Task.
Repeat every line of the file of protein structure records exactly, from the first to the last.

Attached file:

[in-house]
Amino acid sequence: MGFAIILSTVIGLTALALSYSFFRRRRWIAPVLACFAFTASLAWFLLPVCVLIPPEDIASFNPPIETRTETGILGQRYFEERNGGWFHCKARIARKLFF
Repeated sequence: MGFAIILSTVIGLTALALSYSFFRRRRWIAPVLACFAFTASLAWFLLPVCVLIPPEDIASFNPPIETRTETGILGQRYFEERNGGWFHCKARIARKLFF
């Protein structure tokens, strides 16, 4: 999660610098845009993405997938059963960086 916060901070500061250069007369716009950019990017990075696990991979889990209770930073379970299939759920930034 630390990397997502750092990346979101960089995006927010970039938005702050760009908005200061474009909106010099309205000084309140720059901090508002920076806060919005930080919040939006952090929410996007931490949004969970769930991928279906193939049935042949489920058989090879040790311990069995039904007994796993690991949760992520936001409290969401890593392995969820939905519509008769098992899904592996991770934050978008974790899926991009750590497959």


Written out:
[in-house]
Amino acid sequence: MGFAIILSTVIGLTALALSYSFFRRRRWIAPVLACFAFTASLAWFLLPVCVLIPPEDIASFNPPIETRTETGILGQRYFEERNGGWFHCKARIARKLFF
Repeated sequence: MGFAIILSTVIGLTALALSYSFFRRRRWIAPVLACFAFTASLAWFLLPVCVLIPPEDIASFNPPIETRTETGILGQRYFEERNGGWFHCKARIARKLFF
């Protein structure tokens, strides 16, 4: 999660610098845009993405997938059963960086 916060901070500061250069007369716009950019990017990075696990991979889990209770930073379970299939759920930034 630390990397997502750092990346979101960089995006927010970039938005702050760009908005200061474009909106010099309205000084309140720059901090508002920076806060919005930080919040939006952090929410996007931490949004969970769930991928279906193939049935042949489920058989090879040790311990069995039904007994796993690991949760992520936001409290969401890593392995969820939905519509008769098992899904592996991770934050978008974790899926991009750590497959």